A recent United Nations report concluded that a global shift toward a vegan diet is necessary to combat the worst effects of climate change. And the UN is not alone in its analysis. Researchers at the University of Chicago concluded that switching from a standard American diet to a vegan diet is more effective in the fight against climate change than switching from a standard American car to a hybrid. And a German study conducted in 2008 concluded that a meat-eater’s diet is responsible for more than seven times as much greenhouse-gas emissions as a vegan’s diet is. (PETA)

And how does one go about cutting down on meat? As Putting Meat Back in Its Place within the New York Times says: Forget about the protein thing. Many meat alternatives actually contain more protein than meat. Buy less meat. The less you buy, the less you consume. Get it out of the center of your plate. Start thinking of meat as a sideshow, not the main event in your meal. Buy more vegetables and learn how to cook them. Now’s the time to get creative in the kitchen. With about a gazillion cooking shows on TV and Google at your fingertips, there is no excuse for not making use of the more versatile, tasty and not to mention healthy food group. Make nonmeat items as convenient as meat. A well-stocked pantry and fridge will help one avoid grabbing for the hunk of meat to stack on the plate. Make some rules. Start small. Have a goal. Do one meatless meal a week and increase from there. Look at restaurant menus differently. Just because there’s a rib eye steak on special, doesn’t mean the rest of the menu options taste any less delicious.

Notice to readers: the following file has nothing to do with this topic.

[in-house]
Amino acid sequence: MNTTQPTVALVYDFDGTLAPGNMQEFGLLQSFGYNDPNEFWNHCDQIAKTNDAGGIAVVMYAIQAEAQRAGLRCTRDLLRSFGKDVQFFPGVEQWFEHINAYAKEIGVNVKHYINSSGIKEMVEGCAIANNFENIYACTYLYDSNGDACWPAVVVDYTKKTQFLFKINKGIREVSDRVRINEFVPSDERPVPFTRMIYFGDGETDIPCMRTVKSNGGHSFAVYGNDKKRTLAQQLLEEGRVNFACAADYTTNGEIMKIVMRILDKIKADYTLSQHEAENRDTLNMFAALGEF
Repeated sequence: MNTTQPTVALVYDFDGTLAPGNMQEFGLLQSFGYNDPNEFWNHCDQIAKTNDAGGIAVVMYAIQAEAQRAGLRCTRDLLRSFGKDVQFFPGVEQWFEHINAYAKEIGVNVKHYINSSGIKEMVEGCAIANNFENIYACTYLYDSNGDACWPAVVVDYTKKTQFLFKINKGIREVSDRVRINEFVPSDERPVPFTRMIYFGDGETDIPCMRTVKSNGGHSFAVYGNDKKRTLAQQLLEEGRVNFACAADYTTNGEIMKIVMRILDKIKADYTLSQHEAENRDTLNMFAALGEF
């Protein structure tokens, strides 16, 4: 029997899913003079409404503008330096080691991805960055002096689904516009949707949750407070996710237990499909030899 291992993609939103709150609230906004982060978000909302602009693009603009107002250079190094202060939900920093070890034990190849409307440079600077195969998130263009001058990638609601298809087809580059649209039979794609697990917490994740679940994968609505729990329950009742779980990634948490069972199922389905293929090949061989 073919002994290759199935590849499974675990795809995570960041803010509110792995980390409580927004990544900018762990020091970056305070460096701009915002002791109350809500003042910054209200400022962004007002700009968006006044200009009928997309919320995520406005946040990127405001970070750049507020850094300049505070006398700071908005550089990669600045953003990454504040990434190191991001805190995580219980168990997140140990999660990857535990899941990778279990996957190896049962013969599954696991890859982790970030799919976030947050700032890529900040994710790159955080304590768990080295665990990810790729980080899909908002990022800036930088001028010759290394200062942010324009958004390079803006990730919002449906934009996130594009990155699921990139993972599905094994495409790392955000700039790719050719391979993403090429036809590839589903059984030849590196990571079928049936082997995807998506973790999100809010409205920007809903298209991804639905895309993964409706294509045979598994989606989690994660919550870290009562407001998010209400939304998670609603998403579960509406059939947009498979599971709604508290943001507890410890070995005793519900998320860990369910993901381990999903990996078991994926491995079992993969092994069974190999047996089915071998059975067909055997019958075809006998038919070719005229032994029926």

Just a little food for thought.


Bittman, M. (2008, June 11). The New Times. Retrieved August 26, 2011, from Putting Meat Back in Its Place:

Blackburn, R. (2011, March). Women’s Health Magazine. Expert Panel . Eveleigh, New South Wales, Australia: Pacific Magazines.

Brown, L. (2011, July 19). Earth Times. Retrieved August 26, 2011, from Eating Lamb is the Worst for the Environment:

EarthTalk. (n.d.). Retrieved August 26, 2011, from How Does Eating Locally Grown Food Help the Environment?:

Environment Victoria. (n.d.). Environment Victoria. Retrieved August 26, 2011, from Eating the Planet:

PETA. (n.d.). PETA. Retrieved August 26, 2011, from Meat and the Environment:

Shahan, Z. (2010, June 24). Eat Drink Better. Retrieved August 26, 2011, from Environmental Impact of Eating Meat:

Talk, E. (2011). Gaiam Life. Retrieved August 26, 2011, from What is the Environmental Impact of Eating Meat?:


  1. Hey Shalane! There are some really good points and statistics in this article, and I really enjoyed reading it! Do you have the same statistic for cows as you did for lamb – how many pounds of carbon per how many pounds of meat consumed?

    Again, great article!


  2. Pete Fowler

    My wife tells me I’m meat hungry. True, but I make an exception for vegetarian curries. I hosted an Indian family for 6 weeks, 33 years ago, and they did the cooking, all vegetarian. My craving for meat disappeared quickly and permanently. Well, almost. I still eat meat, but if you want to go vegetarian, try some curries. You’ll be pleasantly surprised.